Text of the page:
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I remember a Sunday morning years ago when my husband and I lived in San Diego. We had arrived early for worship service.  While Charles chatted with a friend, I leafed through the church bulletin.  The headline “Wanted: Kitchen Angels” caught my attention. What’s this about? I wondered.  I read on.  Rita, one of the ladies in our congregation was forming a committee of men and women who were willing to prepare and deliver meals to those in need, such as new mothers, the sick, those who were housebound, and so on.  The notice made it clear that if enough people signed up, a one-meal-a-month commitment was all that was required.

I pulled out my pen and signed up on the spot.  I can do this!  What an easy way to contribute to our church family. When the first call came in, I was ready to serve!  I darned near saluted and clicked my heels as I said ‘yes’ to the assignment.  A young woman had just given birth to twins.  Her husband worked irregular hours in law enforcement and her mother, though helpful with the babies, couldn’t be expected to cook wholesome meals too.  So a group of us were enlisted to take turns providing a nourishing dinner each evening over the next two weeks.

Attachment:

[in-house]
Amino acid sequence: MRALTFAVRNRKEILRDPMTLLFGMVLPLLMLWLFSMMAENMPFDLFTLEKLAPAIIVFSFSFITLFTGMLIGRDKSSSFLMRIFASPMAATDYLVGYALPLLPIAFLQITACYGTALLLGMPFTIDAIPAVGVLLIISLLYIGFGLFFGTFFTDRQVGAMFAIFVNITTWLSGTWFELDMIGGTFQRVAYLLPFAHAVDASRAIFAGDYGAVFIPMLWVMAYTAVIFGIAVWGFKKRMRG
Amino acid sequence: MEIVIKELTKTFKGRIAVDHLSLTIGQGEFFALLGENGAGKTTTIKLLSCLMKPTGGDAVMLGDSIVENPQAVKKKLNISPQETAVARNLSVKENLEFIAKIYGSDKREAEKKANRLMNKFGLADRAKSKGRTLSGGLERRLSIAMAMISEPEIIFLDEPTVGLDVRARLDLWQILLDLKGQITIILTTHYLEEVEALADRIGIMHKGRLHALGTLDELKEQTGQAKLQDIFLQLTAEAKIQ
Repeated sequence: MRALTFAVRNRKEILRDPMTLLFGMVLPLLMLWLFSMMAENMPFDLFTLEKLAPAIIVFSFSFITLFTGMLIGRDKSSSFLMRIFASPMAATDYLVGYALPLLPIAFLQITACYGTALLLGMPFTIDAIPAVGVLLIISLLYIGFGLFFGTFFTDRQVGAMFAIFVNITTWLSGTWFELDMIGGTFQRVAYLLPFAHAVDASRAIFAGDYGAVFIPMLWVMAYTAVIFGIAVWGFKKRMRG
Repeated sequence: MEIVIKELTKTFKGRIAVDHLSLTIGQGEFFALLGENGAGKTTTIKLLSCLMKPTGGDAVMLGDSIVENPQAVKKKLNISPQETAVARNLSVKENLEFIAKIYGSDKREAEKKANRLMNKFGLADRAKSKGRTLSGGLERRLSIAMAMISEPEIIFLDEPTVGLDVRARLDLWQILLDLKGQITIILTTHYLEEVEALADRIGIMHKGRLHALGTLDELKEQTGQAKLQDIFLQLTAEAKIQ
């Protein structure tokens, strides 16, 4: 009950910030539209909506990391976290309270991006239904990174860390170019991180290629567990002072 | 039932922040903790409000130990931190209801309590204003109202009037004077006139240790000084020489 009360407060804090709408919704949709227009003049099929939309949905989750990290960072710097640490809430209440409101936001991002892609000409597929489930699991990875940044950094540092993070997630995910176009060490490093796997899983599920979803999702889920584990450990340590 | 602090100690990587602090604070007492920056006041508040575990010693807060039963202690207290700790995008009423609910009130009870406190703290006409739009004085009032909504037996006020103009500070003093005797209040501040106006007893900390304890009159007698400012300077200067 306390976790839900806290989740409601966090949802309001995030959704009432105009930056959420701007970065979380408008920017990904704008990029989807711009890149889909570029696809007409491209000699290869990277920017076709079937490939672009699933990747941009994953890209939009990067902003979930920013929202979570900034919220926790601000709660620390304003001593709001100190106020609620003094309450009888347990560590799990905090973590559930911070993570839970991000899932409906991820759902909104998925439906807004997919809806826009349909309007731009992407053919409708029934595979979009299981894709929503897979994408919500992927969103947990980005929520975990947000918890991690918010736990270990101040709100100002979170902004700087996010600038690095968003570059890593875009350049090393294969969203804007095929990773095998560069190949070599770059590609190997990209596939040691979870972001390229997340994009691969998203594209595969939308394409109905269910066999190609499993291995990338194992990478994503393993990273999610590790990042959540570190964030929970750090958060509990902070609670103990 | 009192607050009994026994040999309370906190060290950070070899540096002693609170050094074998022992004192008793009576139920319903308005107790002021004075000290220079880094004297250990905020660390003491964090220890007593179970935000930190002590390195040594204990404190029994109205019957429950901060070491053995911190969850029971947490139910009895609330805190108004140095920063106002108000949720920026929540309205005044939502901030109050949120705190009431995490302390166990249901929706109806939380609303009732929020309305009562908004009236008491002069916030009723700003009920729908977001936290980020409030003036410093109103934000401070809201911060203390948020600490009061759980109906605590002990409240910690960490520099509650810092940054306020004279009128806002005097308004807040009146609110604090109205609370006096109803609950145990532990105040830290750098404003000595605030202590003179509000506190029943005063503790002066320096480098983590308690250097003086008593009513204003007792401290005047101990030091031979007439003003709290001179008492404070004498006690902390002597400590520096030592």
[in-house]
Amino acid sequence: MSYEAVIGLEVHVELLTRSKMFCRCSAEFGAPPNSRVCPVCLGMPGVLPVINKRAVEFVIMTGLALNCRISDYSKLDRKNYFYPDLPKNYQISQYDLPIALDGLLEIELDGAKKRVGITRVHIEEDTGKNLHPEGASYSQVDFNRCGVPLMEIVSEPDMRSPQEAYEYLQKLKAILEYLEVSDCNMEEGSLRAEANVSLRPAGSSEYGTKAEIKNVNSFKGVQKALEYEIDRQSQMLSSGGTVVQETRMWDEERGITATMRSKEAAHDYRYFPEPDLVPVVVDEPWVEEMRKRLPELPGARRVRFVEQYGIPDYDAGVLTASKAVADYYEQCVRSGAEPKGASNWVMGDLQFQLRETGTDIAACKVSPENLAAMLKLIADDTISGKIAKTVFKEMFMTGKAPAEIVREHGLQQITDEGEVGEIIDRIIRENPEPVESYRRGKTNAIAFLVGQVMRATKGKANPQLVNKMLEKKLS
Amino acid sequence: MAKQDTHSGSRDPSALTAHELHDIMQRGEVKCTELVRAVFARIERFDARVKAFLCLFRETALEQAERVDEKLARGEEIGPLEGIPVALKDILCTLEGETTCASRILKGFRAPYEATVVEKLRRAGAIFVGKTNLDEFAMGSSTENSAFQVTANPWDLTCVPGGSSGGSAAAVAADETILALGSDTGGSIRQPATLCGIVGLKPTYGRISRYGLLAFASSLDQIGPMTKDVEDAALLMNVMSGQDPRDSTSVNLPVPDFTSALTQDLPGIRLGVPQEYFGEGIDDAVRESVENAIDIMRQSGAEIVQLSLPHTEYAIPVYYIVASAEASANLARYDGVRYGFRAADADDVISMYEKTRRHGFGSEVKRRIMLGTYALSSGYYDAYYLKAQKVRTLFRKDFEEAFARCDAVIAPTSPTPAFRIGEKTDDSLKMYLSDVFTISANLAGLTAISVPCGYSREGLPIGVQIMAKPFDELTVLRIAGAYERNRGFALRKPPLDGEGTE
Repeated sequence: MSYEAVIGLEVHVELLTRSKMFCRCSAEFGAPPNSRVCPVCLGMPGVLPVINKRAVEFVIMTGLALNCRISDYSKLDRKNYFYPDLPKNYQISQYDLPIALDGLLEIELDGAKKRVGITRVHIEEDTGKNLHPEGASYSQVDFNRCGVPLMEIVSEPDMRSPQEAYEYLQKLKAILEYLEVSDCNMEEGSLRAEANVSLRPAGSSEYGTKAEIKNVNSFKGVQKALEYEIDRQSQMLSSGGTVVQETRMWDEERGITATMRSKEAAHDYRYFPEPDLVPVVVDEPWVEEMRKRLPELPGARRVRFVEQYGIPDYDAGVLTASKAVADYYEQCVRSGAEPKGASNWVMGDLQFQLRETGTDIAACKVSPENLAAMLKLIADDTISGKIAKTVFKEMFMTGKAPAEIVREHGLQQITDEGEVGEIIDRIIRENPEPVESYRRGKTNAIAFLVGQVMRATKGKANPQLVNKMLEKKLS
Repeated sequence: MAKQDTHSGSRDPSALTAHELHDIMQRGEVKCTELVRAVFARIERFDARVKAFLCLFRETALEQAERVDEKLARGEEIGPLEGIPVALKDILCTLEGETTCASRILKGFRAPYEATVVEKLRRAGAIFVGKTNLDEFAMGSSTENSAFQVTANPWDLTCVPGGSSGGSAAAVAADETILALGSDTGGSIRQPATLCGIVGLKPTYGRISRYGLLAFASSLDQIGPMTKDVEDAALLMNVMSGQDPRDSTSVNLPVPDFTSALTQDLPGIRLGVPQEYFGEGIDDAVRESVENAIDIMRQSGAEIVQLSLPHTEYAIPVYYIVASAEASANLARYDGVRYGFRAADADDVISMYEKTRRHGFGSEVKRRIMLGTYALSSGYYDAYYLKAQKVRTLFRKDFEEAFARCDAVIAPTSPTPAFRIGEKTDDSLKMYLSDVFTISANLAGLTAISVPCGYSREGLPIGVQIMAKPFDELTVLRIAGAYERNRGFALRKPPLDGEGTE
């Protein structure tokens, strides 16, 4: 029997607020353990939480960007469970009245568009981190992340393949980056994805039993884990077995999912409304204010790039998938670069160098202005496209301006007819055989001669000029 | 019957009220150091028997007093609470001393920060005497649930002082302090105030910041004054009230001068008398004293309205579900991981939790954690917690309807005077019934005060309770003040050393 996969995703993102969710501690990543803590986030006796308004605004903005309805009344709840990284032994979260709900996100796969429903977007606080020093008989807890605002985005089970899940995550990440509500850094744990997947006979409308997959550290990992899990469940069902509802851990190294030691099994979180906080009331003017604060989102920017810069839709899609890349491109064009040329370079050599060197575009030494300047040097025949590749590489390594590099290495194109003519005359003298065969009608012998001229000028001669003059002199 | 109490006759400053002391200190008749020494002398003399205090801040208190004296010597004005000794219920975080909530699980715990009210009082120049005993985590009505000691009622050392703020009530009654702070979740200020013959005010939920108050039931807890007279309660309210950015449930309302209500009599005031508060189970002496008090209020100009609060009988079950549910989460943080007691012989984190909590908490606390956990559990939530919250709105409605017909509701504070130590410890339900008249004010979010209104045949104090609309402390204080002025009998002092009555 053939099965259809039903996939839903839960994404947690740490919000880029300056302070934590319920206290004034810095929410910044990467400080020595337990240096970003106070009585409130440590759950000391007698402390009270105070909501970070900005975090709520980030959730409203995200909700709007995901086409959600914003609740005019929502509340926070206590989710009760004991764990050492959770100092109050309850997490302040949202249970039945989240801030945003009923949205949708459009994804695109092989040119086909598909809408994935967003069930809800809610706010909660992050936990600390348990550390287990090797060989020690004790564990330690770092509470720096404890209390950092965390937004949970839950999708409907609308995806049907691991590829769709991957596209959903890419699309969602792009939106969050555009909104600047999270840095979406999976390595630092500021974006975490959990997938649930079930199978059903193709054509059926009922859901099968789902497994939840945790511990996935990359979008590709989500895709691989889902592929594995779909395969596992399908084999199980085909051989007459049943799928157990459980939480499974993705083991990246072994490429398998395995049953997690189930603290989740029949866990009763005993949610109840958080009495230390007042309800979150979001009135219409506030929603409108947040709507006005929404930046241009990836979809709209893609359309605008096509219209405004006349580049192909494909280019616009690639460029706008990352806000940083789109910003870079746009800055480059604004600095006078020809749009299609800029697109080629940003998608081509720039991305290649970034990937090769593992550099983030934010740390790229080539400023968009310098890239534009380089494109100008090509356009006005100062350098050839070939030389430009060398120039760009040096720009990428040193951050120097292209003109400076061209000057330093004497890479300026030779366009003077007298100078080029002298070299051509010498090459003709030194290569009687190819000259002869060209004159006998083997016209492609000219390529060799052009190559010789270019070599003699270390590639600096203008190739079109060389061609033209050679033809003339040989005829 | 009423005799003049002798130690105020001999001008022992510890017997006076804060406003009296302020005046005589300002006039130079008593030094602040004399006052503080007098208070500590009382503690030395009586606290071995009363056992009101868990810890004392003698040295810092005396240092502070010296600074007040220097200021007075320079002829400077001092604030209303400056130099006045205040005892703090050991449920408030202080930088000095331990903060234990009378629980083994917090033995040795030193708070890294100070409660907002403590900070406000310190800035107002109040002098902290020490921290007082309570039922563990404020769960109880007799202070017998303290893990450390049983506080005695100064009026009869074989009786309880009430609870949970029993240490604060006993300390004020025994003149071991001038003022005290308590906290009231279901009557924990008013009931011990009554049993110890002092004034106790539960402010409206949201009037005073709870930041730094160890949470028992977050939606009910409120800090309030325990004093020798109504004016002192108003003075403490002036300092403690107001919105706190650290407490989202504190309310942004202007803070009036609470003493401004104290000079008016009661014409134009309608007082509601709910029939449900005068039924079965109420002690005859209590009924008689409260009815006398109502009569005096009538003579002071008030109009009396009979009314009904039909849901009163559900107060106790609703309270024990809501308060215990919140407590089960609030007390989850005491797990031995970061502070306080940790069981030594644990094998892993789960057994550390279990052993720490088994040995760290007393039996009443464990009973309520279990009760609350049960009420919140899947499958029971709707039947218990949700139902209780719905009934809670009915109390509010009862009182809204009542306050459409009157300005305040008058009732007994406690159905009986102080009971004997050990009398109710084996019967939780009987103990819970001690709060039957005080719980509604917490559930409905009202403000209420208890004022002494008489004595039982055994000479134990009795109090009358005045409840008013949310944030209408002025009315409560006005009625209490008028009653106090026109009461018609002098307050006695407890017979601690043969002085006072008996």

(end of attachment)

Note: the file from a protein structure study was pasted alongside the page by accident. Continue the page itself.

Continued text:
When it was my turn, I outdid myself.  I prepared Italian chicken and mushrooms with all the trimmings–green salad with candied pecans, garlic-stuffed olives, cherry tomatoes and baby carrots, laced with homemade vinegarette dressing.  I prepared a savory garlic-butter mixture to spread on crunchy Italian bread, and made a chocolate cake for dessert with fancy frosting and the words “Welcome Home” across the top.  I put the ingredients into two beautiful baskets with a bottle of chianti for the wine-drinkers, and a bottle of grape juice for the others. I brought my own dishes and tableware so the grandmother would not have to lift a finger.

The meal and the service were a hit.  The family thanked me profusely and I went home flying.  I had found my calling. I was truly a ‘kitchen angel.’